Rukmini then studied with Mylapore Gowri-Ma of the deva-dasi caste, and she also studied with one of the dance masters on the verge of oblivion, Pandanallur Meenakshi Sundaram (1869–1954). Sundaram asked her to study with his son-in-law, Pandanallur Chokkalingam Pillai (1893–1968), so that he could stay in his village while Chokkalingam went with her to Madras.

     Rukmini Devi toured Europe and the United States, achieving great acclaim. Her primary interest in life was education, including the arts. She established an academy of Indian dance in Adhyar, near Madras, called Kalakshetra (The Field of Arts), which still thrives and where Bharata Natyam is taught with great attention to preserving the prototypical forms of the dance. She also reintroduced the fan costume from the temple sculptures (see Williams 2001: 85 for photograph).


Following Rukmini Devi, the reigning virtuoso of Bharata Natyam was Balasraswati (1918–1984), a member of the deva-dasi caste. As such, she was greatly appreciated by dance critics and aficionados but was never invited to a social gathering because of her lower caste status. In return for this social attitude, she never had a kind word for the critics who praised her dance. Fortunately, she was invited to dance in New York in the late 1950s and then to teach at Wesleyan College in Connecticut where she received royal treatment.

     Balasaraswati’s main teachers were Kandappa Pillai, a strict Bharata Natyam master, and Chinnaya Naidu, a master who taught her to improvise new interpretations of a dance while performing. She also studied the rich gesture-language of Kuchipudi, another South Indian dance form, with Vedantam Krishnaragana Shastra.

     Balasaraswati was always accompanied by her brothers, T. Viswanathan, a flutist, and T. Ranganathan, a drummer. Having met them and studied with Balasaraswati at Wesleyan University, I was given the joyous task of guiding them around New York City and took them to a performance at the Village Vanguard of two renowned artists, Paul Draper and Larry Adler. Paul Draper, a master of tap, danced to the harmonica of Larry Adler. They performed a Bach toccata and fugue, and then Draper created a toccata and fugue with the sound of his taps only. Balasaraswati and her brothers were deeply impressed to find such intelligence and mastery in Western artists, modifying to some extent the South Indian belief that Western arts, not being “ancient,” were at a rudimentary level.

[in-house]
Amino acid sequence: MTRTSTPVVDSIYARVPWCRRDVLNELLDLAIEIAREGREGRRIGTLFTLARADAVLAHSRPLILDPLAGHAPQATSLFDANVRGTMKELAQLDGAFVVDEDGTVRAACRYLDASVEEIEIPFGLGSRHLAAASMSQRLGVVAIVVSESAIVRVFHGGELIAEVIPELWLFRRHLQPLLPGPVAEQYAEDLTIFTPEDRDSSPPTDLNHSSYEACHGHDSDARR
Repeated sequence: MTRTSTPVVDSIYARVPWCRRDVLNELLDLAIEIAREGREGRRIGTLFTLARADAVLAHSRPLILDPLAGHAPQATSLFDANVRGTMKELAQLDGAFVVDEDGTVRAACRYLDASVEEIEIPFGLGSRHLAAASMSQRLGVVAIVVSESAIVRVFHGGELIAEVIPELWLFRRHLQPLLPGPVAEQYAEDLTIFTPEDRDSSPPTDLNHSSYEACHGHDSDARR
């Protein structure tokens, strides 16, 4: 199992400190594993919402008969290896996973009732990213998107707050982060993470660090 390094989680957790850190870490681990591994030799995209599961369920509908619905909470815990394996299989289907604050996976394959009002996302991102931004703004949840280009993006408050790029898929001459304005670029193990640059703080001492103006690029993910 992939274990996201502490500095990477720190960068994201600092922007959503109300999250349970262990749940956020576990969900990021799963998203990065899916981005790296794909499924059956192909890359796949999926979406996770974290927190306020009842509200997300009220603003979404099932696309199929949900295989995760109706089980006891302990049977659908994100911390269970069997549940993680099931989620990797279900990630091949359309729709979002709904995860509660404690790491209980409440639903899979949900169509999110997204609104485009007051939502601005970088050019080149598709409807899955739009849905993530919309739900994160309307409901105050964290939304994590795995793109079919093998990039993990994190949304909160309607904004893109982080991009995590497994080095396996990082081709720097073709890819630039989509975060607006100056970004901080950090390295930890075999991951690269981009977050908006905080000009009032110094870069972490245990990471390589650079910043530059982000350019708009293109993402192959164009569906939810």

I was fortunate to see several of Balasaraswati’s performances in New York and at Wesleyan. When she gestured, there seemed to be a stream of golden light coming from her hands so that one could see golden arcs in the air for an instant after each sweep of her hands. There is a padam “Krishna Nee Begane Baro” (“O Krishna, come to me quickly”).1 Because of her ability to improvise, I saw Balasaraswati dance five different versions of this piece. In one version, she showed the mother sleeping and dreaming the whole scene with the baby Krishna.

     Balasaraswati’s approach to the dance projected the mood of devotion (bhakti) as the principle mood of Bharata Natyam. In a speech to the Tamil Isai Sangam, a body of scholars who awarded her a high honor, she said that dancing this padam is like entering the inner sanctum of the temple. It is “the juncture when the cascading lights of worship are withdrawn and the drum beats die down to the simple and solemn chanting of sacred verses in the closeness of God.”2 Balasaraswati’s style of Bharata Natyam was taught for many years in New York City by her daughter, Lakshmi Knight (1958–2001) and the pu­rity of this form is continued in the work of Kay Poursine in Connecticut.

     It is not surprising that dancers who are considered the greatest exponents of both Bharata Natyam and Kathak are the living embodiments of their art since they have been taught from childhood. Almost before they can walk, they learn dance steps and the music that accompanies the dance, the compositions of great composers, and the complex rhythms and time measures of the drums. Furthermore, the family is steeped in the religious concepts that are the subjects of the dance.

Can Non-Indians Become Indian Dancers?

An aspiring dancer from a non-Indian culture must be willing not only to learn the forms of the dance but to become totally immersed in the religious concepts that are the texture and fabric of classical Indian art.

     My first contact with India was through finding a book of the Upanishads, the inspired writings of spiritual masters of a time so ancient no date can be affixed to it. It was a slim volume called Devotional Passages from the Hindu Bible, translated by Dhan Gopal Mukerji. There was a joyful message that each person has the spark of the divine in his or her heart and that spark is the source of one’s own higher consciousness. This discovery led me on a quest to learn all I could of Indian philosophy, history, and mythology.

Figure 2
Figure 2. Gina Lalli in a Bharata Natyam pose of the god Vishnu sleeping on his serpent bed. Photo by Daniel Entin.